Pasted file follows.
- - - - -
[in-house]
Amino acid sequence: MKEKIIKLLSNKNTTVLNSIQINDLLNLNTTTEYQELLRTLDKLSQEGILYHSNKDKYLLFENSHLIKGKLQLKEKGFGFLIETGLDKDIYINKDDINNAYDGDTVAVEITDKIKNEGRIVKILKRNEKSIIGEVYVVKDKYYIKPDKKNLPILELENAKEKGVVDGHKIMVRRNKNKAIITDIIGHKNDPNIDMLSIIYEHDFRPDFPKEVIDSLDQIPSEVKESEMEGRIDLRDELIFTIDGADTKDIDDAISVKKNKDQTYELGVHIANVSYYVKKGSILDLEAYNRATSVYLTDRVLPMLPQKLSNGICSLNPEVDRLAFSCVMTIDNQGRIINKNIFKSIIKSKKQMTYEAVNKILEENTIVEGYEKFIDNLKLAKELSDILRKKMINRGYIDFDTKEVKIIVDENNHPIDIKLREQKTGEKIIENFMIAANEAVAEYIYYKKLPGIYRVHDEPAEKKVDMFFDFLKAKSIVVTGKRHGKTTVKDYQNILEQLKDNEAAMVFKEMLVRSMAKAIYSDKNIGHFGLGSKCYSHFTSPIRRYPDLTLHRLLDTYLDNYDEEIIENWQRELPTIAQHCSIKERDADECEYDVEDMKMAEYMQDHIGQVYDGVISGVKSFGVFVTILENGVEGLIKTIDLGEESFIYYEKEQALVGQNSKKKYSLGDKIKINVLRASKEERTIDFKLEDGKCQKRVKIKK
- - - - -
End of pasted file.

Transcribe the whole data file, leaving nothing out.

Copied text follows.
[in-house]
Amino acid sequence: MKEKIIKLLSNKNTTVLNSIQINDLLNLNTTTEYQELLRTLDKLSQEGILYHSNKDKYLLFENSHLIKGKLQLKEKGFGFLIETGLDKDIYINKDDINNAYDGDTVAVEITDKIKNEGRIVKILKRNEKSIIGEVYVVKDKYYIKPDKKNLPILELENAKEKGVVDGHKIMVRRNKNKAIITDIIGHKNDPNIDMLSIIYEHDFRPDFPKEVIDSLDQIPSEVKESEMEGRIDLRDELIFTIDGADTKDIDDAISVKKNKDQTYELGVHIANVSYYVKKGSILDLEAYNRATSVYLTDRVLPMLPQKLSNGICSLNPEVDRLAFSCVMTIDNQGRIINKNIFKSIIKSKKQMTYEAVNKILEENTIVEGYEKFIDNLKLAKELSDILRKKMINRGYIDFDTKEVKIIVDENNHPIDIKLREQKTGEKIIENFMIAANEAVAEYIYYKKLPGIYRVHDEPAEKKVDMFFDFLKAKSIVVTGKRHGKTTVKDYQNILEQLKDNEAAMVFKEMLVRSMAKAIYSDKNIGHFGLGSKCYSHFTSPIRRYPDLTLHRLLDTYLDNYDEEIIENWQRELPTIAQHCSIKERDADECEYDVEDMKMAEYMQDHIGQVYDGVISGVKSFGVFVTILENGVEGLIKTIDLGEESFIYYEKEQALVGQNSKKKYSLGDKIKINVLRASKEERTIDFKLEDGKCQKRVKIKK